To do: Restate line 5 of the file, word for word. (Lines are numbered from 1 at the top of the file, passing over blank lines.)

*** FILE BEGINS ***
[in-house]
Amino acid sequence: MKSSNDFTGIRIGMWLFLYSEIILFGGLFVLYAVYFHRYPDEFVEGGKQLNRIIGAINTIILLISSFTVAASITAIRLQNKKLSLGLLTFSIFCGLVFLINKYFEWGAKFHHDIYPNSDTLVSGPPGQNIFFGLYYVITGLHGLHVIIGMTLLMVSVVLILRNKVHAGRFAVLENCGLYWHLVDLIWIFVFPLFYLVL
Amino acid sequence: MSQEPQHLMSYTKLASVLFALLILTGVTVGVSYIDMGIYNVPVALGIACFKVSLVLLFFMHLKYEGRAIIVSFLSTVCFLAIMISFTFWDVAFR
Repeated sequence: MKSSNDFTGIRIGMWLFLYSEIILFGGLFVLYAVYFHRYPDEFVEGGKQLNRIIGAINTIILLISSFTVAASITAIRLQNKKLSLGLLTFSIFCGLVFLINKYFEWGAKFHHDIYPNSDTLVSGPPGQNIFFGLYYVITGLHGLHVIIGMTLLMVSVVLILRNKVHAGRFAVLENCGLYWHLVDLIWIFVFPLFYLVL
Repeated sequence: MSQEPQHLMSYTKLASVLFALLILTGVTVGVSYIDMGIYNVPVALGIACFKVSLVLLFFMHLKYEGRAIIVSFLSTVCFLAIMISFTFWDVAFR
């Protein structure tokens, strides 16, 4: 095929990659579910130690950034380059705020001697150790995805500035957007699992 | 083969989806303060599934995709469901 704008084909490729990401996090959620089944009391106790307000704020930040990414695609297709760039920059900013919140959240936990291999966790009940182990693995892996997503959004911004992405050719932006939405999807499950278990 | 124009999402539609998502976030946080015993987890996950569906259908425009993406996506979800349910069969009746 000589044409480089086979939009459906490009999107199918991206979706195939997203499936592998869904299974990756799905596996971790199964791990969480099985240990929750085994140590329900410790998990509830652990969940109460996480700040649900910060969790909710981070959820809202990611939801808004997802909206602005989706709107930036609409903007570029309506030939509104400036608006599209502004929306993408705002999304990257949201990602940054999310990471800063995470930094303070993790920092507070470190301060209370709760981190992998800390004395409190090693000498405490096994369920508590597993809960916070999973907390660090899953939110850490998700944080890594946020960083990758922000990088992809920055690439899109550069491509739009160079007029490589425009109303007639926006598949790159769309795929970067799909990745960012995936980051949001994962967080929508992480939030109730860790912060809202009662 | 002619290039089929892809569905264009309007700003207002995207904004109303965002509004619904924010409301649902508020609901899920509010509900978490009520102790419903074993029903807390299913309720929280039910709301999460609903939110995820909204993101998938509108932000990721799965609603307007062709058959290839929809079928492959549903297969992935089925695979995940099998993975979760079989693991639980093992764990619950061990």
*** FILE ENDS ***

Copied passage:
Repeated sequence: MSQEPQHLMSYTKLASVLFALLILTGVTVGVSYIDMGIYNVPVALGIACFKVSLVLLFFMHLKYEGRAIIVSFLSTVCFLAIMISFTFWDVAFR